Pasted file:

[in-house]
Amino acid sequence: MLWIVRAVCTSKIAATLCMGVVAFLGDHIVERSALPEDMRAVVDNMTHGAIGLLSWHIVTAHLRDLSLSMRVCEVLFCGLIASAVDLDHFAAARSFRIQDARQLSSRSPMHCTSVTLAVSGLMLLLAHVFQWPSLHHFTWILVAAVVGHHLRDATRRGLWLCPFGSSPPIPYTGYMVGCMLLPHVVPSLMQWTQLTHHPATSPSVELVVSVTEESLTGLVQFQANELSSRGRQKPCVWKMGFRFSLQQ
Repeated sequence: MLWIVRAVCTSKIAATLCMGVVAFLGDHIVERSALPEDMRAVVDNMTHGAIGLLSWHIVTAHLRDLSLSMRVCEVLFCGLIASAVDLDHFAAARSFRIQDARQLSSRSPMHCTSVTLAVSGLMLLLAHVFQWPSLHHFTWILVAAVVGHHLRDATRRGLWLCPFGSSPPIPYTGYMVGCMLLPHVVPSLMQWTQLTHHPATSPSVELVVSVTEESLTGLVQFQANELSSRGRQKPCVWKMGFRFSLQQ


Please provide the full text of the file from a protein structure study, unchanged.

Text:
[in-house]
Amino acid sequence: MLWIVRAVCTSKIAATLCMGVVAFLGDHIVERSALPEDMRAVVDNMTHGAIGLLSWHIVTAHLRDLSLSMRVCEVLFCGLIASAVDLDHFAAARSFRIQDARQLSSRSPMHCTSVTLAVSGLMLLLAHVFQWPSLHHFTWILVAAVVGHHLRDATRRGLWLCPFGSSPPIPYTGYMVGCMLLPHVVPSLMQWTQLTHHPATSPSVELVVSVTEESLTGLVQFQANELSSRGRQKPCVWKMGFRFSLQQ
Repeated sequence: MLWIVRAVCTSKIAATLCMGVVAFLGDHIVERSALPEDMRAVVDNMTHGAIGLLSWHIVTAHLRDLSLSMRVCEVLFCGLIASAVDLDHFAAARSFRIQDARQLSSRSPMHCTSVTLAVSGLMLLLAHVFQWPSLHHFTWILVAAVVGHHLRDATRRGLWLCPFGSSPPIPYTGYMVGCMLLPHVVPSLMQWTQLTHHPATSPSVELVVSVTEESLTGLVQFQANELSSRGRQKPCVWKMGFRFSLQQ